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Landoo Boomin

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Kerosene | Omaley B.

Written by on June 8, 2021



Tulsa…. Perry Publishing & Broadcasting Company are proud to recognize some great teachers with our 105 K-Jamz & Heart and Soul 99.1 & 1050 Teacher of the month program.

Our April Teacher of the Month is Mr. Omaley B. Bailey a Music Teacher at Tulsa Legacy Charter School. Mr. Bailey is also an accomplished musician and shares his passion for music with his students encouraging them to learn and love music every day. Recently his song June Riot was featured on ABC’s Soul of a Nation and his music will also be featured in Little fire in Africa Project.

For winning Teacher of the Month he will receive recognition on Heart and Soul 99.1 & 1050 and 105 K-Jamz, and will receive a gift package, and qualifies for teacher of the year.

Congratulations to Mr. Omaley B. Bailey of Tulsa Legacy Charter School for being selected as April Love’s Teacher of the month.

Brought to you by Perry Publishing & Broadcasting Company, Heart and Soul 99.1 & 1050, and 105 K-Jamz.

If you would like to register a teacher for teacher of the month just go to www.kjmm.com

The Tulsa race massacre (known alternatively as the Tulsa race riot, the Greenwood Massacre, the Black Wall Street Massacre, the Tulsa pogrom, or the Tulsa Massacre)[10][11][12][13][14][15] took place on May 31 and June 1, 1921, when mobs of white residents, many of them deputized and given weapons by city officials, attacked Black residents and businesses of the Greenwood District in Tulsa, Oklahoma.[16] It has been called “the single worst incident of racial violence in American history”.[17] The attack, carried out on the ground and from private aircraft, destroyed more than 35 square blocks of the district—at that time the wealthiest Black community in the United States, known as “Black Wall Street”.[18]

More than 800 people were admitted to hospitals, and as many as 6,000 Black residents were interned in large facilities, many of them for several days.[19][20] The Oklahoma Bureau of Vital Statistics officially recorded 36 dead.[21] A 2001 state commission examination of events was able to confirm 39 dead, 26 Black and 13 white, based on contemporary autopsy reports, death certificates and other records.[22] The commission gave several estimates ranging from 75 to 300 dead.[23][24]

The massacre began during the Memorial Day weekend after 19-year-old Dick Rowland, a Black shoeshiner, was accused of assaulting Sarah Page, the 17-year-old white elevator operator of the nearby Drexel Building. He was taken into custody. After the arrest, rumors spread through the city that Rowland was to be lynched. Upon hearing reports that a mob of hundreds of white men had gathered around the jail where Rowland was being kept, a group of 75 Black men, some of whom were armed, arrived at the jail to ensure that Rowland would not be lynched. The sheriff persuaded the group to leave the jail, assuring them that he had the situation under control. As the group was leaving the premises, complying with the sheriff’s request, a member of the mob of white men allegedly attempted to disarm one of the Black men. A shot was fired, and then according to the reports of the sheriff, “all hell broke loose.” At the end of the firefight, 12 people were killed: 10 white and 2 Black. As news of these deaths spread throughout the city, mob violence exploded.[2] White rioters rampaged through the Black neighborhood that night and morning killing men and burning and looting stores and homes. Around noon on June 1, the Oklahoma National Guard imposed martial law, effectively ending the massacre.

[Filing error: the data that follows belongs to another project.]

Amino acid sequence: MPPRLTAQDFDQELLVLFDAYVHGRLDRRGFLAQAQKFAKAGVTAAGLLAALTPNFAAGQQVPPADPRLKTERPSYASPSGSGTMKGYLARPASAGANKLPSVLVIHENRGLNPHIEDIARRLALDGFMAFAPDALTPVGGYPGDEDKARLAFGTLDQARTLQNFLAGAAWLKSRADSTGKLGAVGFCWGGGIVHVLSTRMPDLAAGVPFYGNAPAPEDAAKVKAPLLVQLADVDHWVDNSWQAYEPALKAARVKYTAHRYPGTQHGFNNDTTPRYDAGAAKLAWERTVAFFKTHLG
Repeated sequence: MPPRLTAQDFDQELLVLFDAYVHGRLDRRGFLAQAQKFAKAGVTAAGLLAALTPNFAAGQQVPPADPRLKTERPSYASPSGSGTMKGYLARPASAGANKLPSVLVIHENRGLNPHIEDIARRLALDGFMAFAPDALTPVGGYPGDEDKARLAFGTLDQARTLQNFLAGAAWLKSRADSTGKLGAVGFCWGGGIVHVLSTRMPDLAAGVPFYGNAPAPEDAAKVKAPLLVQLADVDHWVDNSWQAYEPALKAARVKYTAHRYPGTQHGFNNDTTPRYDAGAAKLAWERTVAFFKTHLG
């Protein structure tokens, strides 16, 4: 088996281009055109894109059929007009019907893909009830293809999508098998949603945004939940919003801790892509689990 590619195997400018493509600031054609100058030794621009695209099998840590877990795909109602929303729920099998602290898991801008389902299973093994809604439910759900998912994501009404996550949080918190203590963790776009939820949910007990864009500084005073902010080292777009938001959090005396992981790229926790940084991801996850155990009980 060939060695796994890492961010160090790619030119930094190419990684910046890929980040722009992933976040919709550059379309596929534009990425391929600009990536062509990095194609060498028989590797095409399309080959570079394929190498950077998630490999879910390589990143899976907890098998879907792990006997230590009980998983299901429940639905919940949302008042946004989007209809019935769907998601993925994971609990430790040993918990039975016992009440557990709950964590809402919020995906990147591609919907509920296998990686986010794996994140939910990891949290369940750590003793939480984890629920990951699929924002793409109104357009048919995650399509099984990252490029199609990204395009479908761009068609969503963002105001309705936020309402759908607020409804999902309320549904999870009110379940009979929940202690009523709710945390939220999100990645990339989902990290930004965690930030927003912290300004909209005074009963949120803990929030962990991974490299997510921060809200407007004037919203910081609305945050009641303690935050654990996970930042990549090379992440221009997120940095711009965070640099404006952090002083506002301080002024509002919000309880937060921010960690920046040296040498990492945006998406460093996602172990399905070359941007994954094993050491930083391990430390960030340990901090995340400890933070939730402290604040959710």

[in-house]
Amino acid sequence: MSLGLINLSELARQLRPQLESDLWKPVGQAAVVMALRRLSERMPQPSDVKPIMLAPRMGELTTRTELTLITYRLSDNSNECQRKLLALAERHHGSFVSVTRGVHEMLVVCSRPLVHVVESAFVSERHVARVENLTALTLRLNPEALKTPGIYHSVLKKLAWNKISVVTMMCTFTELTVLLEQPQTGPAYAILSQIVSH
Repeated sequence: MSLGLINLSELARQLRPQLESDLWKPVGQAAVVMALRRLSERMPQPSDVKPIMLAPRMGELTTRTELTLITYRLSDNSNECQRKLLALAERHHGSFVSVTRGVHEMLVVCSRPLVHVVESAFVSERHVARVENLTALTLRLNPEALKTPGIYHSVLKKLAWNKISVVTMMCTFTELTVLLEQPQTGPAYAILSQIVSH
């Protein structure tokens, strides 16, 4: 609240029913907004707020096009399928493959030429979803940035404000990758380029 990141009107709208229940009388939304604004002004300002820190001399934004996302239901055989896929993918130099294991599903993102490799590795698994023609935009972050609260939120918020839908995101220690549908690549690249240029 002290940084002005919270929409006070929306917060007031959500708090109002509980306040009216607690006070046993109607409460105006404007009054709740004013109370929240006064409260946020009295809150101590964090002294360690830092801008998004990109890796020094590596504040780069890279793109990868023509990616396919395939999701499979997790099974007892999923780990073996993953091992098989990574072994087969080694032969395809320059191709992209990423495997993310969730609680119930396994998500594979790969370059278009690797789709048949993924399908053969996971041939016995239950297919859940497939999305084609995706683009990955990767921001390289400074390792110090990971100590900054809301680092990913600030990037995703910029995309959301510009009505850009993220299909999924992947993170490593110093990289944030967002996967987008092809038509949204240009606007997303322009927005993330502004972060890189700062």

About 10,000 Black people were left homeless, and property damage amounted to more than $1.5 million in real estate and $750,000 in personal property (equivalent to $32.25 million in 2019). Many survivors left Tulsa, while Black and white residents who stayed in the city kept silent about the terror, violence, and resulting losses for decades. The massacre was largely omitted from local, state, and national histories.

In 1996, 75 years after the massacre, a bipartisan group in the state legislature authorized formation of the Oklahoma Commission to Study the Tulsa Race Riot of 1921. The commission’s final report, published in 2001, states that the city had conspired with the mob of white citizens against Black citizens; it recommended a program of reparations to survivors and their descendants.[16] The state passed legislation to establish scholarships for descendants of survivors, encourage economic development of Greenwood, and develop a memorial park to the massacre victims in Tulsa. The park was dedicated in 2010. In 2020, the massacre became a part of the Oklahoma school curriculum.[25] The last male survivor of the Tulsa race massacre, R&B and jazz saxophonist Hal Singer, died on August 18, 2020, at age 100.[26]

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